From the fair sheepfold, where a lamb I slumbered
An enemy to the wolves that war upon it,

With other voice forthwith, with other fleece
Poet will I return, and at my font
Baptismal will I take the laurel crown;

Because into the Faith that maketh known
All souls to God there entered I, and then
Peter for her sake thus my brow encircled.

Thereafterward towards us moved a light
Out of that band whence issued the first—fruits
Which of his vicars Christ behind him left,

And then my Lady, full of ecstasy,
Said unto me: “Look, look! behold the Baron
For whom below Galicia is frequented.”

In the same way as, when a dove alights
Near his companion, both of them pour forth,
Circling about and murmuring, their affection,

So one beheld I by the other grand
Prince glorified to be with welcome greeted,
Lauding the food that there above is eaten.

But when their gratulations were complete,
Silently _coram ne_ each one stood still,
So incandescent it o’ercame my sight.

Smiling thereafterwards, said Beatrice:
“Illustrious life, by whom the benefactions
Of our Basilica have been described,

Make Hope resound within this altitude;
Thou knowest as oft thou dost personify it
As Jesus to the three gave greater clearness.”—

“Lift up thy head, and make thyself assured;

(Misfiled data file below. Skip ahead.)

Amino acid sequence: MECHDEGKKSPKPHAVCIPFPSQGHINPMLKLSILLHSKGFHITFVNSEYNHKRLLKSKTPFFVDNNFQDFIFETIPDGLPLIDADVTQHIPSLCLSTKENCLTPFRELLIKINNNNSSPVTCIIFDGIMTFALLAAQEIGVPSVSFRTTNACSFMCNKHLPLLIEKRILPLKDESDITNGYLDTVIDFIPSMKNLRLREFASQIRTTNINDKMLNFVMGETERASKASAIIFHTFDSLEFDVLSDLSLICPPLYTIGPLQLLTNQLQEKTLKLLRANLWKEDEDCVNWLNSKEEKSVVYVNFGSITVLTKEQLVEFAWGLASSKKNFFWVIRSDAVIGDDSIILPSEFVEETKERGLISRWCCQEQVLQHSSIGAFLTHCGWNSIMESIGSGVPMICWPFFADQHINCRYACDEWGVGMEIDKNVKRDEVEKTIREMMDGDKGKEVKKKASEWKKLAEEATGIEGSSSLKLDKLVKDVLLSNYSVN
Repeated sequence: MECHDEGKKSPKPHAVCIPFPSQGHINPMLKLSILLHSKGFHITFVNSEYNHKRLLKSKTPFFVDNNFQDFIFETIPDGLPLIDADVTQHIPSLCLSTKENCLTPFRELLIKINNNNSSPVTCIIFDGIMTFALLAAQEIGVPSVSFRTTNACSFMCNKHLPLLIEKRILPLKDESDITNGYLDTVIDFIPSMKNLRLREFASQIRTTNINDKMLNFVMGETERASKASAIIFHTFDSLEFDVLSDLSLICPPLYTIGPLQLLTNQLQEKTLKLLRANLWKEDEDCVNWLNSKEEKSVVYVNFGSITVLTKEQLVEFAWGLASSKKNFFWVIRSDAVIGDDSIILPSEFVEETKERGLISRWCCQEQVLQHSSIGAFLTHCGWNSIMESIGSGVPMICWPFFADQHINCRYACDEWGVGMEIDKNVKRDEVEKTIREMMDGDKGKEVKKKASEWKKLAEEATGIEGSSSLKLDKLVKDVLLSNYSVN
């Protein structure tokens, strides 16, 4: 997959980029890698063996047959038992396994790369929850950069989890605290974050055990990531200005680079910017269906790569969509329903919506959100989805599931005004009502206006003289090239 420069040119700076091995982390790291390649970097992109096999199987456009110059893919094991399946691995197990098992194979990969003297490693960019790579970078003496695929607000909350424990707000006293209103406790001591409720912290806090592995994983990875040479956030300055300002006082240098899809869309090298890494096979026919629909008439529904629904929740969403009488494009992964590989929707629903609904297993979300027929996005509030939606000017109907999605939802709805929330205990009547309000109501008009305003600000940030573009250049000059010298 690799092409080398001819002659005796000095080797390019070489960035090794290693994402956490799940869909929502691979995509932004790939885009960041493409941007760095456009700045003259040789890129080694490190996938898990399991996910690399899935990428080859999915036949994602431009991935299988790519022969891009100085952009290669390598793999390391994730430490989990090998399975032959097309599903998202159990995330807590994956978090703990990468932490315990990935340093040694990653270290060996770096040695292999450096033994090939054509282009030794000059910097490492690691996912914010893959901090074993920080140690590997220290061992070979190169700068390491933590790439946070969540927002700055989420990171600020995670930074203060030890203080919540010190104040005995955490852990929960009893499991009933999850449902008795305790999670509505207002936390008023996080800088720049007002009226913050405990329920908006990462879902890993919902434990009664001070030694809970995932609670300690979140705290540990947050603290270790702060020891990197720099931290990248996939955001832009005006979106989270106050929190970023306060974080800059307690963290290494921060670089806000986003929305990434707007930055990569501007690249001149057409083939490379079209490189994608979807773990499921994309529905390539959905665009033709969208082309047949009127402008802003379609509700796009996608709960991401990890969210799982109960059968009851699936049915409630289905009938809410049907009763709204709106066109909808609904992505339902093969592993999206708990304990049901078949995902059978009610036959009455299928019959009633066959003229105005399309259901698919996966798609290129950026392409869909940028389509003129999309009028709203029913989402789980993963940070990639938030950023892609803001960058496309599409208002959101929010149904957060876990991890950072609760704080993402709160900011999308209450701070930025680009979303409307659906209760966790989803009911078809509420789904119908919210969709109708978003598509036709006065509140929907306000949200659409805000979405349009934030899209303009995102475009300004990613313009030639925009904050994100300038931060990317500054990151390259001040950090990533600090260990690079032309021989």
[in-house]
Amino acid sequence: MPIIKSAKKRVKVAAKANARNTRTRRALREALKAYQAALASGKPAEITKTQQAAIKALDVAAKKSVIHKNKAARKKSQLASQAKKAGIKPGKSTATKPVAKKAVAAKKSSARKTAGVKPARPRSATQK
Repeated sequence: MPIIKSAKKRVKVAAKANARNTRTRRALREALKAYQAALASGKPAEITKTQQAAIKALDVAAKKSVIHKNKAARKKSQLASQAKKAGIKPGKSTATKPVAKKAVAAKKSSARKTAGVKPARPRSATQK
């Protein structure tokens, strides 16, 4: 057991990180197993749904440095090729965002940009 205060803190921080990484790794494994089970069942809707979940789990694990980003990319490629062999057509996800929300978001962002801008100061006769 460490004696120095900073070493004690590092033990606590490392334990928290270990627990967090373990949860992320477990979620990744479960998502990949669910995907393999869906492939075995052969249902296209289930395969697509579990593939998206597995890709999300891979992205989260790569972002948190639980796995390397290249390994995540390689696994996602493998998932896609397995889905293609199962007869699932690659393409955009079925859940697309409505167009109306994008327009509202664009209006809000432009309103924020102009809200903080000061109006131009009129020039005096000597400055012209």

For what comes hither from the mortal world
Must needs be ripened in our radiance.”

This comfort came to me from the second fire;
Wherefore mine eyes I lifted to the hills,
Which bent them down before with too great weight.

“Since, through his grace, our Emperor wills that thou
Shouldst find thee face to face, before thy death,
In the most secret chamber, with his Counts,

So that, the truth beholden of this court,
Hope, which below there rightfully enamours,
Thereby thou strengthen in thyself and others,

Say what it is, and how is flowering with it
Thy mind, and say from whence it came to thee.”
Thus did the second light again continue.

And the Compassionate, who piloted
The plumage of my wings in such high flight,
Did in reply anticipate me thus:

“No child whatever the Church Militant
Of greater hope possesses, as is written
In that Sun which irradiates all our band;

Therefore it is conceded him from Egypt
To come into Jerusalem to see,
Or ever yet his warfare be completed.

The two remaining points, that not for knowledge
Have been demanded, but that he report
How much this virtue unto thee is pleasing,

To him I leave; for hard he will not find them,
Nor of self—praise; and let him answer them;